The college population is diverse and welcoming; the continuation of this tradition should be concerningDiliff

“Sign on, sign on, with tears in your eyes, because you’ll never be at John’s” - The first time I heard this college rugby chant bellowed so loudly at such a slow, stomping pace, I wanted the ground to eat me up. This was a tribe I was part of and the song was emanating from the mouths of my lovely new friends. It’s incredibly easy to be swept up by group behaviour, and university life is littered with similar examples. 

The song isn’t original, and it’s not a very historical college tradition. It was born amongst Man United fans in response to Liverpool’s ‘You’ll Never Walk Alone’, and has always carried a very explicit reference to recipients of Jobseekers Allowance. It originally goes ‘Sign on, sign on, with no hope in your heart, because you’ll never get a job.’

A loathing towards those receiving benefits represents a cruel attitude within society; that of the ‘striver vs. skiver.’ It ignores the structural mechanisms of privilege, and blames the poor for their poverty.

"The tribal mentality of sports matches can sweep anyone away"

There is also no reason why academic or sporting success should be related to economic privilege. Thus, with the rationality of most Cambridge students in mind, I’ve tried to figure out why the song has survived. Those partaking in singing ‘Sign On’, either:

1. Are genuine snobs - they really do view those who receive benefits as inferior.

2. Are ignorant- they don’t understand that it refers to signing onto JSA, as they’ve never been exposed to this part of life. These singers must have never enquired into the meaning of the song (maybe assuming it’s another ambiguous sports phrase akin to ‘chalk it up’).

3. Are torn bystanders - they understand the classist and snobby connotations, and might even feel uncomfortable with this. But they sing along because they want to support their rugby team and enjoy the communality of sports chants.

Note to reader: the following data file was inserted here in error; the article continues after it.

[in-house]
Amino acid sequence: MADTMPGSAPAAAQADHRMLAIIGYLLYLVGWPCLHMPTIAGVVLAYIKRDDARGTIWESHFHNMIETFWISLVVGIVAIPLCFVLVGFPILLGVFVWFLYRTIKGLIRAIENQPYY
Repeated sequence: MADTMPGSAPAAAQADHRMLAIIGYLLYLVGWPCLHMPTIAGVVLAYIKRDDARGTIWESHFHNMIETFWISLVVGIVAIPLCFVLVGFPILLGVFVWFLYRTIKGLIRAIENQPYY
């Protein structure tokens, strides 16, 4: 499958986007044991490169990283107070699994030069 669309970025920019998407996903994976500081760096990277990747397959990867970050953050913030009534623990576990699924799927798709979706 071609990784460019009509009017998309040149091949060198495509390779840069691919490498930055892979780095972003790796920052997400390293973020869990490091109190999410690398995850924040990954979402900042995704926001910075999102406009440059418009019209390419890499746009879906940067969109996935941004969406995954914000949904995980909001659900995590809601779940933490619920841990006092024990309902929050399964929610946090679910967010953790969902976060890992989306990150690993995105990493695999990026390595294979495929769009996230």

4. Believe its harmless – they understand the song’s connotations, but don’t think this matters – it’s only banter!

I can’t imagine that many students at John’s actually fit into the first category. ‘Sign on’ is hardly representative of the college student population – John’s is brimming with cool people with good, wholesome ideas. Despite the college’s socially conservative reputation, there is a general consensus that ‘Sign On’ is politically incorrect.

Yet the tribal mentality of sports matches can sweep anyone away, and I’m certainly not innocent. By preserving this song in sports culture, we’re massively letting ourselves down; the song’s survival indicates that we don’t think the political implications of the song matter enough.

It can seem harmless that one Cambridge college would sing the song to another, as both represent elite institutions. But the prominence of this song doesn’t sit well with the John’s stats. John’s is the second wealthiest Cambridge college, and by playing into its reputation as socially elite and conservative, it is made less accessible to students from socio-economically underprivileged backgrounds.


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The belief that it is harmless to sing ‘Sign on’ suggests no consideration that any student present might receive benefits or have parents or relatives on the dole. It is sung with the assumption that the entire population of St John’s is wealthy and will be wealthy in adulthood, equating achievements and talent with wealth. It goes without saying that this is insensitive, elitist, and uncompassionate.

This feels like an incredibly obvious article; however, the fact that I considered that it might represent social suicide, reiterates the importance of open discussion about sports culture at Cambridge. Good people shouldn’t be associated with toxic attitudes, and we must reject such classist phenomena

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